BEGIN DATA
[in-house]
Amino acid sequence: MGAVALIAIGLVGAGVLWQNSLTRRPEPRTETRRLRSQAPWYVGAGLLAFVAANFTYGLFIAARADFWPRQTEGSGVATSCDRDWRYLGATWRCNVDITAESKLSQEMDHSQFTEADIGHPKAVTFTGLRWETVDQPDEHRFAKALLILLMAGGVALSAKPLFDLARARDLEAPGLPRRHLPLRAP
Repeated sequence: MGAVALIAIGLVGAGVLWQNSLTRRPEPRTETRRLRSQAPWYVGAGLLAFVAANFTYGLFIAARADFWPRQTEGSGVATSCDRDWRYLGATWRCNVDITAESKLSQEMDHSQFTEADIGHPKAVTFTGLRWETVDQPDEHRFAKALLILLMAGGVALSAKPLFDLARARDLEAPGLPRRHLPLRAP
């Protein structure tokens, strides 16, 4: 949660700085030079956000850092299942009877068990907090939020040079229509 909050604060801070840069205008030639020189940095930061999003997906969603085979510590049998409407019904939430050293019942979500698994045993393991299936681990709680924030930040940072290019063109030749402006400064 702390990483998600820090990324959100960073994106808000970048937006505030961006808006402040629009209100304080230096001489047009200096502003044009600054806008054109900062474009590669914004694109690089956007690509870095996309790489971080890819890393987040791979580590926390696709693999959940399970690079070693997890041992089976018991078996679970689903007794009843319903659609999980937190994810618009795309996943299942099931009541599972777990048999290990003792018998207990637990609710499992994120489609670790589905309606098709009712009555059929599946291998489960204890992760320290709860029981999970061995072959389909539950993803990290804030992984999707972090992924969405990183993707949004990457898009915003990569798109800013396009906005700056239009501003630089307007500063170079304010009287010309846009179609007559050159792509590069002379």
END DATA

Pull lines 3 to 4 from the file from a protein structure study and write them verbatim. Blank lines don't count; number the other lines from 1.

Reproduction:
Repeated sequence: MGAVALIAIGLVGAGVLWQNSLTRRPEPRTETRRLRSQAPWYVGAGLLAFVAANFTYGLFIAARADFWPRQTEGSGVATSCDRDWRYLGATWRCNVDITAESKLSQEMDHSQFTEADIGHPKAVTFTGLRWETVDQPDEHRFAKALLILLMAGGVALSAKPLFDLARARDLEAPGLPRRHLPLRAP
């Protein structure tokens, strides 16, 4: 949660700085030079956000850092299942009877068990907090939020040079229509 909050604060801070840069205008030639020189940095930061999003997906969603085979510590049998409407019904939430050293019942979500698994045993393991299936681990709680924030930040940072290019063109030749402006400064 702390990483998600820090990324959100960073994106808000970048937006505030961006808006402040629009209100304080230096001489047009200096502003044009600054806008054109900062474009590669914004694109690089956007690509870095996309790489971080890819890393987040791979580590926390696709693999959940399970690079070693997890041992089976018991078996679970689903007794009843319903659609999980937190994810618009795309996943299942099931009541599972777990048999290990003792018998207990637990609710499992994120489609670790589905309606098709009712009555059929599946291998489960204890992760320290709860029981999970061995072959389909539950993803990290804030992984999707972090992924969405990183993707949004990457898009915003990569798109800013396009906005700056239009501003630089307007500063170079304010009287010309846009179609007559050159792509590069002379």